March 23, 2015

Un-imprimatur'd Thoughts

This pic is apropos of nothing in particular...

Heard Fr. Larry Richards on EWTN radio mention he doesn't like emotional intimacy, which is a pretty intimate admission. “Why do you think I'm celibate?” he joked.

He went on to say we typically don't want the truth. We judge how much someone had helped us by how much they soothed rather than healed us, preferring temporary relief of symptoms over painful removal of a root cause any day. We tend to want to choose our medicine and not leave it up to the Divine Physician. Jim Curley quoted St Francis de Sales as saying God may take us the route of consolation or desolation. St Pio was so bold as to ask what it should matter to us of God gives an arduous or less difficult climb to Heaven.

One of the more “impactful” song lines from the '80s for me came from none other than pop singer George Michael. The killer lyric was from the wistful One More Try:
“'Cuz teacher
there are things I don't wanna learn….
When you were just a stranger
And I was at your feet
I didn't feel the danger
Now I feel the heat.”
Ain't it the truth?

I recall reading many years ago that the famed writer Graham Greene was fascinated by Padre Pio but he didn't want to meet the future saint. Feared it in fact. Because there were things Greene didn't “wanna learn”.

I think that was also part of the problem for the disciples of Jesus leading up to Good Friday. There were things they didn't want to learn, specifically the stumbling block that is the Cross…


Got mildly obsessed with Jer 31:31-34, the First Reading on Sunday. Distracted by the promises made, wondering if they were made to us now, or in Heaven or some combination. Collected all commentaries concerning the prophet's assertion that we would no longer need instruction from others, that the knowledge of God would be implanted directly into our hearts. Seems slightly over-enthusiastic, perhaps.

“No need for everyone to teach brother’? Yes, we must still learn from one another and accept the guidance of the Church, but the bond is between God and the individual, no longer the race as such.”
“Jeremiah is indicating and contrasting the predominant characteristics of the two dispensations; not that faith and love and forgiveness were entirely absent from the old dispensation, or that proper instruction will be entirely unnecessary in the new.”
“Christ himself came to instruct mankind. The true God was better known than ever, even by the illiterate. Yet God requires us to have recourse to men, in order to know his truths, as S. Paul was sent to Hananias, and the eunuch to Philip. H.—The apostles were enlightened by the Holy Ghost, who still guides the flock by his pastors. The private spirit is too fanatical and delusive. H.—The most ignorant shall easily become acquainted with the truths of salvation. External preaching is requisite, though of little use unless grace touch the mind and the heart. T.—All will hear successively, (H.) or embrace the gospel at the same time, for several years before the last day.”
Some of the early church fathers presumed this to refer to our heavenly existence, not earthly. St. Augustine sermonized that we should memorize the Creed so that it would be written in our hearts rather than on parchment or stone.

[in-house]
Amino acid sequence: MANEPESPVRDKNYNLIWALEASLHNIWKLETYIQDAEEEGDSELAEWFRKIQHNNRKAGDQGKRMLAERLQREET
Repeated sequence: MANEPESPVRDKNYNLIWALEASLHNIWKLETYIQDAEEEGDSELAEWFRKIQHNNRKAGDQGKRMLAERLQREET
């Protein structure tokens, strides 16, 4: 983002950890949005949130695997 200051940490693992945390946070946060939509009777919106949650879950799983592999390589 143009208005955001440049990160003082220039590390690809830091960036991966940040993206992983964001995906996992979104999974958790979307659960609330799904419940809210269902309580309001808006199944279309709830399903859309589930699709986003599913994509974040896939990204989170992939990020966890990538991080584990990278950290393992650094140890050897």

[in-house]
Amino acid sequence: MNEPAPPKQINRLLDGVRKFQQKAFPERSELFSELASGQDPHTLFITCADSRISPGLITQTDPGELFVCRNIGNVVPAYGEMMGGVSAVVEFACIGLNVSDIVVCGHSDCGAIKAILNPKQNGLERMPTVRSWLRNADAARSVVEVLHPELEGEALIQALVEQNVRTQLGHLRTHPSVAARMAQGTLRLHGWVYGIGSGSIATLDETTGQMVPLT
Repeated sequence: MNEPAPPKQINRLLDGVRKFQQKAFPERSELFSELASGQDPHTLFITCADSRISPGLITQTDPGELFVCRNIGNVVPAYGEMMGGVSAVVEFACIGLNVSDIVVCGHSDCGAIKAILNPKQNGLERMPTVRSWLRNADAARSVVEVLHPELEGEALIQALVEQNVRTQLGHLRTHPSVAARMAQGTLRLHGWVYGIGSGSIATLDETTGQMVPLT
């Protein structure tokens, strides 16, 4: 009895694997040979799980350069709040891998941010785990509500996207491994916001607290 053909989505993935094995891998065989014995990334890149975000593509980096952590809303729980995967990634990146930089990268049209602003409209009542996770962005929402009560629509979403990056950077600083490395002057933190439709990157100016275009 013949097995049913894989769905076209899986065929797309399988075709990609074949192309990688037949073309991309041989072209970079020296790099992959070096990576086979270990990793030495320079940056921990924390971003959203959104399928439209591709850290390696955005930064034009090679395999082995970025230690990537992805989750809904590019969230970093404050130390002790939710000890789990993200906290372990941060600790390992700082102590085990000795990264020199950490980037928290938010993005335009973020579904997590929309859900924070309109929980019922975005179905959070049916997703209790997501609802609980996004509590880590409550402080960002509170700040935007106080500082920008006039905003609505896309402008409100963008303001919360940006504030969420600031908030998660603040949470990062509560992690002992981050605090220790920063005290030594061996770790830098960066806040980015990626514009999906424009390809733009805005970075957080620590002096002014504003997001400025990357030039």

New Jerusalem Study Bible on what's “new” about the New Covenant?:
1. God's spontaneous forgiveness of sins
2. Individual responsibility and retribution
3. Interiorisation of religion: the Law is to be no longer a code regulating external activity but an inspiration working on the human heart under the influence of the Spirit of God, who gives a new heart capable of knowing God.


You can no sooner strip someone of irrationality as you can his clothing. He'll protest and resist. And I recall my own metastasizing fixations of yore, of the girl on whom I would pin my hopes of salvational intimacy. (“Sex is the mysticism of a materialist society,” as one convert Englishman said.)  Tangibility uber alles.

I recall travel to foreign lands as of a similar quality because I felt the foreign held an answer, the key, and something inherently transcendent. The magic of the Ireland trip was that I believed in magic: I believed I might see a faerie, visible or otherwise. I felt the land inhabited a spirituality denied to poor ol' Ohio. This cult of the foreign, be it a foreign body (i.e. a naked girl having parts I lack) or a foreign land (i.e. Ireland, with it's spirits and land-specific tonalities), was somehow both true and false. True because the foreign does possess great worth, but false because both male and female, America and elsewhere, are composed of sacred land. The trick in Christianity is to go from believing the sacred is limited, special, rare and supernatural, to believing it's also plain, natural and accessible even unto us. No prophet is without honor in his hometown and no person is without supernatural grace except in his own mind.

From a recent church document Love is Our Mission:
The tangible, the earthly, the corporeal world is more than inert matter or modeling clay for the human will. Creation is sacred. It has sacramental meaning. It reflects God's glory. That includes our bodies. Our sexuality has the power to procreate, and shares in the dignity of being created in the image of God. We need to live accordingly.
That's pretty potent stuff in our current Gnostic age. Who can believe the earthly, the natural, our penis or vagina, are sacred? (Ok, I just wanted to say 'penis' and 'vagina' on a Catholic blog.) Ireland or Ohio or Timbuktu, it's all sacred ground.

That can be taken too far of course, into pantheism. The pilgrimage to a holy site is a wonderful thing, and we surely recognize there's a hierarchy of sacredness such that some things are more God-like than others (a mosquito versus a human being versus the Blessed Sacrament).

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